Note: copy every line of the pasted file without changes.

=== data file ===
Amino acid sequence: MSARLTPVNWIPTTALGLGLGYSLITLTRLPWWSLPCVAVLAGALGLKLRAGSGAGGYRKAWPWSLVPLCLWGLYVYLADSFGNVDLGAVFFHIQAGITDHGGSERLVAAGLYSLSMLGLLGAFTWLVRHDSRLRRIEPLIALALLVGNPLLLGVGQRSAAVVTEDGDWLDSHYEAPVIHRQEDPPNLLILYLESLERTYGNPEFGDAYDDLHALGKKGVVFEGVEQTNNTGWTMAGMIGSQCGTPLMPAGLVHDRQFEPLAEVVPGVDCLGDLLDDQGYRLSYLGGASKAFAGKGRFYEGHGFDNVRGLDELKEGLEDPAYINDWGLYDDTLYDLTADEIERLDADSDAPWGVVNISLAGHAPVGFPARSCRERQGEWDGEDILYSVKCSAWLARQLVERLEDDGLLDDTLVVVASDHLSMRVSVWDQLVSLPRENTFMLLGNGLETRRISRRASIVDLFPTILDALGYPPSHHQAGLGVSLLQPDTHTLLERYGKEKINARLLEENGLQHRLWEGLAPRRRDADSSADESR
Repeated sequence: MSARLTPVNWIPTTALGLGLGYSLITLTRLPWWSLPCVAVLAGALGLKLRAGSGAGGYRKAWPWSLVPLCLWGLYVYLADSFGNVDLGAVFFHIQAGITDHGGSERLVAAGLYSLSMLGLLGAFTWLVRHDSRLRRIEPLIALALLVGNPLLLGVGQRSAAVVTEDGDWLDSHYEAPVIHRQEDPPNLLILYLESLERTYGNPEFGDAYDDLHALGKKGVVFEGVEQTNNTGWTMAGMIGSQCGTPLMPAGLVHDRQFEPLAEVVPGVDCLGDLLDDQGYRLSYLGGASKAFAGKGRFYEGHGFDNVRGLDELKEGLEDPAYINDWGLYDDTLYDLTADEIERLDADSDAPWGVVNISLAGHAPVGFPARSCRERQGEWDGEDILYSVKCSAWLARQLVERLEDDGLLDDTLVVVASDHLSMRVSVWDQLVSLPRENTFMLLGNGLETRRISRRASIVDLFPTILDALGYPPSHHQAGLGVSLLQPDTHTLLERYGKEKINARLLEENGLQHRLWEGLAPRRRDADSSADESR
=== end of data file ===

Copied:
Amino acid sequence: MSARLTPVNWIPTTALGLGLGYSLITLTRLPWWSLPCVAVLAGALGLKLRAGSGAGGYRKAWPWSLVPLCLWGLYVYLADSFGNVDLGAVFFHIQAGITDHGGSERLVAAGLYSLSMLGLLGAFTWLVRHDSRLRRIEPLIALALLVGNPLLLGVGQRSAAVVTEDGDWLDSHYEAPVIHRQEDPPNLLILYLESLERTYGNPEFGDAYDDLHALGKKGVVFEGVEQTNNTGWTMAGMIGSQCGTPLMPAGLVHDRQFEPLAEVVPGVDCLGDLLDDQGYRLSYLGGASKAFAGKGRFYEGHGFDNVRGLDELKEGLEDPAYINDWGLYDDTLYDLTADEIERLDADSDAPWGVVNISLAGHAPVGFPARSCRERQGEWDGEDILYSVKCSAWLARQLVERLEDDGLLDDTLVVVASDHLSMRVSVWDQLVSLPRENTFMLLGNGLETRRISRRASIVDLFPTILDALGYPPSHHQAGLGVSLLQPDTHTLLERYGKEKINARLLEENGLQHRLWEGLAPRRRDADSSADESR
Repeated sequence: MSARLTPVNWIPTTALGLGLGYSLITLTRLPWWSLPCVAVLAGALGLKLRAGSGAGGYRKAWPWSLVPLCLWGLYVYLADSFGNVDLGAVFFHIQAGITDHGGSERLVAAGLYSLSMLGLLGAFTWLVRHDSRLRRIEPLIALALLVGNPLLLGVGQRSAAVVTEDGDWLDSHYEAPVIHRQEDPPNLLILYLESLERTYGNPEFGDAYDDLHALGKKGVVFEGVEQTNNTGWTMAGMIGSQCGTPLMPAGLVHDRQFEPLAEVVPGVDCLGDLLDDQGYRLSYLGGASKAFAGKGRFYEGHGFDNVRGLDELKEGLEDPAYINDWGLYDDTLYDLTADEIERLDADSDAPWGVVNISLAGHAPVGFPARSCRERQGEWDGEDILYSVKCSAWLARQLVERLEDDGLLDDTLVVVASDHLSMRVSVWDQLVSLPRENTFMLLGNGLETRRISRRASIVDLFPTILDALGYPPSHHQAGLGVSLLQPDTHTLLERYGKEKINARLLEENGLQHRLWEGLAPRRRDADSSADESR